The information herein on "Are Body Fat Warnings Overblown?" is not intended to replace a one-on-one relationship with a qualified health care professional, licensed physician, and is not medical advice. We encourage you to make your own health care decisions based on your research and partnership with a qualified health care professional.
Our information scope is limited to chiropractic, musculoskeletal, physical medicines, wellness, sensitive health issues, functional medicine articles, topics, and discussions. We provide and present clinical collaboration with specialists from a wide array of disciplines. Each specialist is governed by their professional scope of practice and their jurisdiction of licensure. We use functional health & wellness protocols to treat and support care for the injuries or disorders of the musculoskeletal system.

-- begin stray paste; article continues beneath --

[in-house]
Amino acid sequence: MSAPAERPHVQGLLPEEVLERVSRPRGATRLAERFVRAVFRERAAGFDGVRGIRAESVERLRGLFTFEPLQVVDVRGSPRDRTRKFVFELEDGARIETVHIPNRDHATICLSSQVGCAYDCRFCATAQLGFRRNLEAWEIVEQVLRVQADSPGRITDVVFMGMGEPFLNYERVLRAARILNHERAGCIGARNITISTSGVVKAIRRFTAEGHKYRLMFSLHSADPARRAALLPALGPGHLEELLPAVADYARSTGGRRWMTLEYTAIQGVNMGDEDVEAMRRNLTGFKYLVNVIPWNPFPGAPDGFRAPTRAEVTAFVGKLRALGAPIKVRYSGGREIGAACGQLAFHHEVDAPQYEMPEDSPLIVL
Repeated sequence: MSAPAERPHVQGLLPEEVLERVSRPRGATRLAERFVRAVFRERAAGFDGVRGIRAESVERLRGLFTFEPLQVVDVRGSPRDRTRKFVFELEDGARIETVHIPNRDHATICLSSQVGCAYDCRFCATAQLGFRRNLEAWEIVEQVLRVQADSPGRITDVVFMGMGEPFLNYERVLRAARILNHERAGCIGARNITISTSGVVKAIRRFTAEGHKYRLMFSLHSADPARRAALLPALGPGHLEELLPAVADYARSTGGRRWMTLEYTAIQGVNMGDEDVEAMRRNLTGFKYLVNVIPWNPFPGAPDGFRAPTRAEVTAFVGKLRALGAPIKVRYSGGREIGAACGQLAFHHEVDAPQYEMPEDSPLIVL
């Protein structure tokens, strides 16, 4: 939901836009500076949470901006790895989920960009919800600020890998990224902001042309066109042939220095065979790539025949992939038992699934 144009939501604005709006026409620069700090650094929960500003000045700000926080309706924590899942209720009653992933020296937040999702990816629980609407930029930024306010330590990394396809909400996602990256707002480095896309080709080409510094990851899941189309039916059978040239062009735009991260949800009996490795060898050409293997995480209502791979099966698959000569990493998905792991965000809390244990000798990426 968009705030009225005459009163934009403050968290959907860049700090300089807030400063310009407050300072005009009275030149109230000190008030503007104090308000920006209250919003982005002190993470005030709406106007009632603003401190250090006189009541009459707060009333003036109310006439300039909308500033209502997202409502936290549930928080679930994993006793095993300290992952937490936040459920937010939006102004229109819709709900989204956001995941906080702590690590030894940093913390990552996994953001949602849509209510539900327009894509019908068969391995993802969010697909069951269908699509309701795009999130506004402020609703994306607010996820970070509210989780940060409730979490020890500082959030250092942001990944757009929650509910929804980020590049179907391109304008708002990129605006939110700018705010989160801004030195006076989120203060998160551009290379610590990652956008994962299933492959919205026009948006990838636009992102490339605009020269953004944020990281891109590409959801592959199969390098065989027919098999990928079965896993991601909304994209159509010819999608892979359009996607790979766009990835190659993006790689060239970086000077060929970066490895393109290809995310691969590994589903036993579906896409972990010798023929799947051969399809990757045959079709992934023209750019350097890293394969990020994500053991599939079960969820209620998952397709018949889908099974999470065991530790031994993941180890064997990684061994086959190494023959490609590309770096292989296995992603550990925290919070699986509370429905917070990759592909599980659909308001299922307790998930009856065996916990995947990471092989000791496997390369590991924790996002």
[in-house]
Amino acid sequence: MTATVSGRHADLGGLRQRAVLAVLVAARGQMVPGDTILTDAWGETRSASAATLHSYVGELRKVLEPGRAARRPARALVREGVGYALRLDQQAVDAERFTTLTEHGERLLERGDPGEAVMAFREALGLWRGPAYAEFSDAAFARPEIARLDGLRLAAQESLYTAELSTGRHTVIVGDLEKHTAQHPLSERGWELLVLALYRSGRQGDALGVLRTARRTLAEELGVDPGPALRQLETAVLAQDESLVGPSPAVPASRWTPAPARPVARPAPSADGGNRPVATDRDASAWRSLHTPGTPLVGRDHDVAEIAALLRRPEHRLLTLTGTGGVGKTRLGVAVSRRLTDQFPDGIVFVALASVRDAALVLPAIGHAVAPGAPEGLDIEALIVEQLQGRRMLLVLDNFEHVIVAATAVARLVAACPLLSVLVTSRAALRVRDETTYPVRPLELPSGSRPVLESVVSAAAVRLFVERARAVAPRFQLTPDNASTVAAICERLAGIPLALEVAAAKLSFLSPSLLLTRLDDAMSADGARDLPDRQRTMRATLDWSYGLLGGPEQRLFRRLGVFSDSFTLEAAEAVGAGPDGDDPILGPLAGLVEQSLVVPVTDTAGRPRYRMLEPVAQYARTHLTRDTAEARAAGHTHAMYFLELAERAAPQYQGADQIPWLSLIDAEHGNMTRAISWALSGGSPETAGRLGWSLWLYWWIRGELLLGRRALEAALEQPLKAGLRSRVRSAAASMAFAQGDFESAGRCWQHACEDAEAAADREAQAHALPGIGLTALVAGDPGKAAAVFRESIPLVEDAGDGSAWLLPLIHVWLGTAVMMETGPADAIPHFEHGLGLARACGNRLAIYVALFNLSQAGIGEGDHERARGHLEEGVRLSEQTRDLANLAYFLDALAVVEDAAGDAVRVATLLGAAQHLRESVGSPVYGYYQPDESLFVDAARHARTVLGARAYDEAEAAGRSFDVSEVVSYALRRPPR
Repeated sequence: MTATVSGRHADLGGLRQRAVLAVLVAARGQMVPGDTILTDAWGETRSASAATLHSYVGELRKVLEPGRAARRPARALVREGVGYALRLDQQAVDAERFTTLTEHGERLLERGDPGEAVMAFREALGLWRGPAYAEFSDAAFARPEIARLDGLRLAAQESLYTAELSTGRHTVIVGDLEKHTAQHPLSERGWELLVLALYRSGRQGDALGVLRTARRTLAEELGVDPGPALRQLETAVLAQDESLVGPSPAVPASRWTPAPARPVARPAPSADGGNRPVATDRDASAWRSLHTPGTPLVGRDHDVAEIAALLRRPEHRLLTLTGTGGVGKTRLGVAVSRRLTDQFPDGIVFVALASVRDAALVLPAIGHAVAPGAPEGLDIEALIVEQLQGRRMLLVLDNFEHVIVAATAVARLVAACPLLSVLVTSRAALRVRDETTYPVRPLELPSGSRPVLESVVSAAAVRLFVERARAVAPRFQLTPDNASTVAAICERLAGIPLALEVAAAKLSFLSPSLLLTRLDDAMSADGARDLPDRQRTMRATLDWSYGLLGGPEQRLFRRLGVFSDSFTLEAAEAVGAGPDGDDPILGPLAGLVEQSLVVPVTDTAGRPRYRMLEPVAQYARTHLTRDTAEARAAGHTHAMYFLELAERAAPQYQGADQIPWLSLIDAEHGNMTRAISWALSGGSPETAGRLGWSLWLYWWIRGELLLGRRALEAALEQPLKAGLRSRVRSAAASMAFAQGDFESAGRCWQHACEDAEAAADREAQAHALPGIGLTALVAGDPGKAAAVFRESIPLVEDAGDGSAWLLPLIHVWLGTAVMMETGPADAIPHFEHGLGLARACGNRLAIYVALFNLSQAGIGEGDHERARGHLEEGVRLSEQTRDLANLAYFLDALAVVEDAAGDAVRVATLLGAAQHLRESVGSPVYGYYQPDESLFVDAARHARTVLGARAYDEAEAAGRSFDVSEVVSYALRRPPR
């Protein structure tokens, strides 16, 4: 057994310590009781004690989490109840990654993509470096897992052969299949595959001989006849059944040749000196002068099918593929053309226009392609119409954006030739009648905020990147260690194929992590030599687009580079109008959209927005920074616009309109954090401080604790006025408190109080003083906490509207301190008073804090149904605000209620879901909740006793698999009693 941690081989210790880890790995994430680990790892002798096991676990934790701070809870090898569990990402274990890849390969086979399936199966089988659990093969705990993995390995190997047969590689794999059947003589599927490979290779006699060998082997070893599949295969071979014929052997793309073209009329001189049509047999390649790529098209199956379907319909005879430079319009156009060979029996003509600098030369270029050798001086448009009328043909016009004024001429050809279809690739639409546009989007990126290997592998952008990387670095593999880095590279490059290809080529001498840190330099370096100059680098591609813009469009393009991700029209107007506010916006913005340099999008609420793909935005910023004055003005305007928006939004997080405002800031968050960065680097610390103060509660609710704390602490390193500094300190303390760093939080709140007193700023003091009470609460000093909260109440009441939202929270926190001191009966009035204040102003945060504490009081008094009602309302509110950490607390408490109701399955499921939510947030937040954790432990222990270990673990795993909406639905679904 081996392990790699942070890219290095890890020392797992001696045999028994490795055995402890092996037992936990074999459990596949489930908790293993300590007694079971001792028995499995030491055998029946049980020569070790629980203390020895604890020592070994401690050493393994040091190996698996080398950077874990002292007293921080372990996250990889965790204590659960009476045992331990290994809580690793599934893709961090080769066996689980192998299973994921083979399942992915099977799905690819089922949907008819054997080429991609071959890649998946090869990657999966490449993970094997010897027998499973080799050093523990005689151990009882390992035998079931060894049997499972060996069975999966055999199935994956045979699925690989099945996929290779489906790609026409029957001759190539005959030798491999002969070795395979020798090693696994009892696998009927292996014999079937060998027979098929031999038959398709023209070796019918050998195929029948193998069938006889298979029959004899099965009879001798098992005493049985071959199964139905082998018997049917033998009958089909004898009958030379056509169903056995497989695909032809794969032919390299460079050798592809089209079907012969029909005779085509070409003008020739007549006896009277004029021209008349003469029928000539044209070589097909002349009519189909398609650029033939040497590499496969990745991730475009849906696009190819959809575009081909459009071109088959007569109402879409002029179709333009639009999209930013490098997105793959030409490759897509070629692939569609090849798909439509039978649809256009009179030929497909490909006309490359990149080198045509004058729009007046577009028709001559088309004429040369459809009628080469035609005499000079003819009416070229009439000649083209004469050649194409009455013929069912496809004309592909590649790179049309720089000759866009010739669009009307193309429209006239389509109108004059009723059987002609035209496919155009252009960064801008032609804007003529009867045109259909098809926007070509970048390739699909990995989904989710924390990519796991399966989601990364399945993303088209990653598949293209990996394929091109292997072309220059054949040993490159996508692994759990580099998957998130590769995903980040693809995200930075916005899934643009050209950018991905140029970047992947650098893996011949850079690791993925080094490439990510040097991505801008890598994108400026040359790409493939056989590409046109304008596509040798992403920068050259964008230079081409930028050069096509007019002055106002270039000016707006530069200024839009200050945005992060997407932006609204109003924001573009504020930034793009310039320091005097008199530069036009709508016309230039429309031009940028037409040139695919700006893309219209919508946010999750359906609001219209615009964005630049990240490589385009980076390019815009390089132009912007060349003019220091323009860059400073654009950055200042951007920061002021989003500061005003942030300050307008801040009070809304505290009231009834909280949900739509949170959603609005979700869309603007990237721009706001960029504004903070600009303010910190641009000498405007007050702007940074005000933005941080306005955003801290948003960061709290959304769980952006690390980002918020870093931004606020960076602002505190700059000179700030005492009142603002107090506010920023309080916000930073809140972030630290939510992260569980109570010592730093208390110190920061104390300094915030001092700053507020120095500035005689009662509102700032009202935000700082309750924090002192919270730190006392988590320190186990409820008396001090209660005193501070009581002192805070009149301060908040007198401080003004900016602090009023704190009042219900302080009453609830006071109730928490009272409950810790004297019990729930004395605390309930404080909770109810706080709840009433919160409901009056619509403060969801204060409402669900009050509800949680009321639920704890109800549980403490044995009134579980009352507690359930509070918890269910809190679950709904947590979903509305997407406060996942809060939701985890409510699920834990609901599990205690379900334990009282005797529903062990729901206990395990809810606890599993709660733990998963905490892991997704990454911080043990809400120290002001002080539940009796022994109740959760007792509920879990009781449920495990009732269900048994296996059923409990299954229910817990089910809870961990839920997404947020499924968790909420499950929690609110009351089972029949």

Our videos, posts, topics, subjects, and insights cover clinical matters, issues, and topics that relate to and support, directly or indirectly, our clinical scope of practice.*
Our office has made a reasonable attempt to provide supportive citations and has identified the relevant research study or studies supporting our posts. We provide copies of supporting research studies available to regulatory boards and the public upon request.
We understand that we cover matters that require an additional explanation of how it may assist in a particular care plan or treatment protocol; therefore, to further discuss the subject matter above, please feel free to ask Dr. Alex Jimenez or contact us at 915-850-0900.
We are here to help you and your family.